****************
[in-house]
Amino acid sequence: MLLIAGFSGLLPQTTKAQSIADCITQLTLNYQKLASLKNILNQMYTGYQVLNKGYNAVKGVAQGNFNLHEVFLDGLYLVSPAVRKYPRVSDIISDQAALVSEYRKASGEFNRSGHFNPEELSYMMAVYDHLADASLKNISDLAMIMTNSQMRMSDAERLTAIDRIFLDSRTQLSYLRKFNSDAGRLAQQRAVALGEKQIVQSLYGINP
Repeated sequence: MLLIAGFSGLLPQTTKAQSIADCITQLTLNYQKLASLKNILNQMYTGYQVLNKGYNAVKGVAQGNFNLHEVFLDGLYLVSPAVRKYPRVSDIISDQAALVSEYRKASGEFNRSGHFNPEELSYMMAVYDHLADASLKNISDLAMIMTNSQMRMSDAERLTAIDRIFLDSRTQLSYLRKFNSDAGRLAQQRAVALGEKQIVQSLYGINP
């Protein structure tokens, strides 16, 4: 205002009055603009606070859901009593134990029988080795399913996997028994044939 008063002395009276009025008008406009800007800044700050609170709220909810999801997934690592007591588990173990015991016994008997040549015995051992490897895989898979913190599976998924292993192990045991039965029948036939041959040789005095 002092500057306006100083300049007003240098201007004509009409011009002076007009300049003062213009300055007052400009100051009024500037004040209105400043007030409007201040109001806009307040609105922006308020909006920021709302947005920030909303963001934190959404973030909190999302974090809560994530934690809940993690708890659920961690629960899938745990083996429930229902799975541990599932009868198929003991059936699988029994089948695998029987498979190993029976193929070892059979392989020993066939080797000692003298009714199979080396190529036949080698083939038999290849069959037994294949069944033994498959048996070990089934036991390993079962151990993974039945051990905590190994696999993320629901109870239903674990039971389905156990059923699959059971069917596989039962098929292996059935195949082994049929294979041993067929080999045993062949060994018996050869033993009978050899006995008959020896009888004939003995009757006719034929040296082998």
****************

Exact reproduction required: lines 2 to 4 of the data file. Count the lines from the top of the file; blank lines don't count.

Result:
Amino acid sequence: MLLIAGFSGLLPQTTKAQSIADCITQLTLNYQKLASLKNILNQMYTGYQVLNKGYNAVKGVAQGNFNLHEVFLDGLYLVSPAVRKYPRVSDIISDQAALVSEYRKASGEFNRSGHFNPEELSYMMAVYDHLADASLKNISDLAMIMTNSQMRMSDAERLTAIDRIFLDSRTQLSYLRKFNSDAGRLAQQRAVALGEKQIVQSLYGINP
Repeated sequence: MLLIAGFSGLLPQTTKAQSIADCITQLTLNYQKLASLKNILNQMYTGYQVLNKGYNAVKGVAQGNFNLHEVFLDGLYLVSPAVRKYPRVSDIISDQAALVSEYRKASGEFNRSGHFNPEELSYMMAVYDHLADASLKNISDLAMIMTNSQMRMSDAERLTAIDRIFLDSRTQLSYLRKFNSDAGRLAQQRAVALGEKQIVQSLYGINP
């Protein structure tokens, strides 16, 4: 205002009055603009606070859901009593134990029988080795399913996997028994044939 008063002395009276009025008008406009800007800044700050609170709220909810999801997934690592007591588990173990015991016994008997040549015995051992490897895989898979913190599976998924292993192990045991039965029948036939041959040789005095 002092500057306006100083300049007003240098201007004509009409011009002076007009300049003062213009300055007052400009100051009024500037004040209105400043007030409007201040109001806009307040609105922006308020909006920021709302947005920030909303963001934190959404973030909190999302974090809560994530934690809940993690708890659920961690629960899938745990083996429930229902799975541990599932009868198929003991059936699988029994089948695998029987498979190993029976193929070892059979392989020993066939080797000692003298009714199979080396190529036949080698083939038999290849069959037994294949069944033994498959048996070990089934036991390993079962151990993974039945051990905590190994696999993320629901109870239903674990039971389905156990059923699959059971069917596989039962098929292996059935195949082994049929294979041993067929080999045993062949060994018996050869033993009978050899006995008959020896009888004939003995009757006719034929040296082998």